The overnight bus from Hoi An to Hanoi was something of a curiosity. From the front looking in you can see three narrow rows of wooden ended bunk beds, slightly slanted and very narrow and built for skinny people about 5ft tall, not the most comfortable way to travel. And of course the ubiquitous terrible Asian pop music that cranked up at 6am in the morning so loud that the bass was seriously distorted. The Vietnamese bus drivers are real sadists! By 8am we had caught a taxi and arrived at a beautiful old French colonial house just outisde the old part of Hanoi where my friend from uni, Kate was living. It was so nice to arrive in a house, she made us coffee in her huge kitchen before heading off for work and the two of us crashed out for the rest of the morning.
Hanoi is a bustling, motorcycle-ridden fascination of charming houses, insane electrical wiring, suicidal traffic and a lovely central lake. Everywhere you go smiling women carrying balanced bowls of fruit blackmail you into buying delicious bags of pineapple after taking their photos. We spent our two days booking trips and place tickets and getting happily lost in the back streets. On one street we discovered what the death rattles of dying frogs sound like. A lady was squatting down on the side of the pavement with a bag of wriggling fat green frogs. She pulled each one out, held it forceably down on a wooden block and with one swipe of a machete took off it’s head as it emitted a final sad high pitched croak before consigning it to the growing pile of headless animals. Yum! In the afternoon we found a small junction in the centre of the old town with a tiny Bia Hoi cafe on each corner. You sit on the pavement on tiny plastic chairs and drink rather good and incredibly cheap local draught beer for about 10p a glass while you watch the world go past. In the evening Kate took us to a wonderful open air restaurant that serves all the varieties of street food in Vietnam. We had squid, pork balls noodle soup and swan which was rather good. Having seen the dark side of swans on many punting trips in Oxford I have to admit eating mine with a slightly savage relish, no Queen to protect the evil white beauties in Vietnam!
I also went to visit Ho Chi Minh, affectionately known as Uncle Ho and one of the most beloved figures of Vietnam. His mausoleum is a huge grey columned square that attracts throngs of school children and Vietnamese every morning along with a sprinkling of western tourists. You cannot take cameras or bags inside and your every move is scrutinised by guards dressed all in white or pea green carrying intimidating bayonets. As the longline filters inside the building Uncle Ho is laid out in a glass coffin with an eery oranged light bathing his waxy face and hands. Around him sunken down in the floor stand four guards and behind is two huge marble backdrops displaying the twin signs of Vietnam and Communism. Very bizarre indeed.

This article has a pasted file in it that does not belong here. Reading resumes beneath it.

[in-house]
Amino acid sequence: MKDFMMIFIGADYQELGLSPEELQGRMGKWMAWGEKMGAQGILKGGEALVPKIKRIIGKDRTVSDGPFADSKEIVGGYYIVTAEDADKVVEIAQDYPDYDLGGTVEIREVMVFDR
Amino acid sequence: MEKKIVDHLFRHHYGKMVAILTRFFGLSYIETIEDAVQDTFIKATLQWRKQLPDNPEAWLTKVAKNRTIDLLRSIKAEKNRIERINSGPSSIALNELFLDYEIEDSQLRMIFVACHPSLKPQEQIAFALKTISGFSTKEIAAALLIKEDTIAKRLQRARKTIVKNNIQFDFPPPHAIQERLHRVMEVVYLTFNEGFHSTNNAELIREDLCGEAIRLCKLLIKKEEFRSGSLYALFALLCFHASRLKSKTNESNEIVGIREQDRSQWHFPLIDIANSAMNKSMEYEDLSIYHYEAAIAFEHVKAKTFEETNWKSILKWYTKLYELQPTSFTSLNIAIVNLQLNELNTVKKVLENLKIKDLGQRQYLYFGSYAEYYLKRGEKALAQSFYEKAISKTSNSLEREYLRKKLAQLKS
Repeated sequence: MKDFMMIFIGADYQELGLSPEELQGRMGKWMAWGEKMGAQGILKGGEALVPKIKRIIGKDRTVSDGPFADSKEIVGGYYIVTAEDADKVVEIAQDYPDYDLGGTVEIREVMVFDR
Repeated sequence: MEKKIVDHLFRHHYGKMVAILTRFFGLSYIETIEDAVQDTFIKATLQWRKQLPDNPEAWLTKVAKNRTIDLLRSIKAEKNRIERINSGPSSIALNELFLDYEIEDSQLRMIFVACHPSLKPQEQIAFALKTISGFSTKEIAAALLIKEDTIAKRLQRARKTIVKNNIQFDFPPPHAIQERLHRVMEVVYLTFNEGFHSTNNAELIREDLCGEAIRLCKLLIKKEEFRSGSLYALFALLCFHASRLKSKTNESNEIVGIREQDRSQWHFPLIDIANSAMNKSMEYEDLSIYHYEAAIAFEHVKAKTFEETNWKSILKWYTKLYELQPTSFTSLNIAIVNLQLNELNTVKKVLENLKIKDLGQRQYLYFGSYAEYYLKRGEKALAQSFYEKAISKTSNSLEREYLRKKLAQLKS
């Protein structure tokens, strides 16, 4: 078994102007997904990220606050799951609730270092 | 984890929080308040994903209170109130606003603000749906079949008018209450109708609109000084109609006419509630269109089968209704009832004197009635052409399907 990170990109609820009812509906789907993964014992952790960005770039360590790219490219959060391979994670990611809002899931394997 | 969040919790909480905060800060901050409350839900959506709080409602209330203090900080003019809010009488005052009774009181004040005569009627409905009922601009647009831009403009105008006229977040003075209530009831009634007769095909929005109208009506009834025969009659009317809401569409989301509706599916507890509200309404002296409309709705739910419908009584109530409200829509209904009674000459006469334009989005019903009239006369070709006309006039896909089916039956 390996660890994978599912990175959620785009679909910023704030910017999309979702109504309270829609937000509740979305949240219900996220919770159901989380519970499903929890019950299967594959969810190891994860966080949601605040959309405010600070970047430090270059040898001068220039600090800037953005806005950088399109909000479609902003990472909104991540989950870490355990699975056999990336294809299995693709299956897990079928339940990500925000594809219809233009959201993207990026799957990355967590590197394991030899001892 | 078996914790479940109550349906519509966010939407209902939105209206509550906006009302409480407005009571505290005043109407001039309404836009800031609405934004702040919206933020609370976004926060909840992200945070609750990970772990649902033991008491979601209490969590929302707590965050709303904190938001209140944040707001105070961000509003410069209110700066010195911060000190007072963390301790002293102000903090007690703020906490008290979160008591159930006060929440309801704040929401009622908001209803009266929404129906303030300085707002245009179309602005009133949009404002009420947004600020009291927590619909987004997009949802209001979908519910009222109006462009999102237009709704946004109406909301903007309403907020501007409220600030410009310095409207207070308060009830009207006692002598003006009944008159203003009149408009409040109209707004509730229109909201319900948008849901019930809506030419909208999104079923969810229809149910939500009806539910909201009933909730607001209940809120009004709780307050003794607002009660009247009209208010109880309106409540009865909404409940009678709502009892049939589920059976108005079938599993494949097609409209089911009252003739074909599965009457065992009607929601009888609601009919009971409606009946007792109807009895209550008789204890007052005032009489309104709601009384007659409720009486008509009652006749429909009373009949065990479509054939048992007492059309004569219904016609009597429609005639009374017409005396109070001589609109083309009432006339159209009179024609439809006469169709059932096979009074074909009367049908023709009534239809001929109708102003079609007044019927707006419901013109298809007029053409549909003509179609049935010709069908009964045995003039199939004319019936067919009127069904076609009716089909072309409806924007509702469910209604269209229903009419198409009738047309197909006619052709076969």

On Thursday morning we set out on a two day trip to Halong Bay and had a bus load of really chatty, really friendly travellers. Everyone was talking away before we even got into the minivan for the three hour trip and we also had a comedy three stooges (our guide, a trainee guide and another random suited Vietnamese guy) telling stories and cracking jokes the whole way.
At Halong Bay City we boarded a beautiful wooden junk and motored out towards the bay. The weather was grey and overcast which added an ethereal air of mystery, shrouding the huge limestone karsts as we approached the bay and obscuring the line of the horizon so that the small fishing boats appeared to by floating in a sea of grey. The bay is stunning, even in the clouds although not the best conditions for taking photographs. We visited an really beautiful but hugely touristy cave complete with a large penis shaped rocks thoughtfully lit with a red light (that provoked a good 15 minutes of taking comedy photos) before taking kayaks out into a hidden bay under an overhang. The water is a really incredible dark shade of turquoise green against the sharp grey black rocks and lush green vegetation of the karsts.
That night we moored up among the other tourist boats and as night fell all the lights surrounding the area looked like a floating village on the water. Our two boats got together and ended up having a huge Karoke and beer fest until midnight which was highly amusing although I think watching my brother perform Phil Collins is an experience I probably don’t want to live through twice. The next day we were all vegged out on the deck watching the scenery roll past as we made our way through the rest of the bay and past the symbol of Halong Bay, the fighting cock island at the gateway, before heading back to land.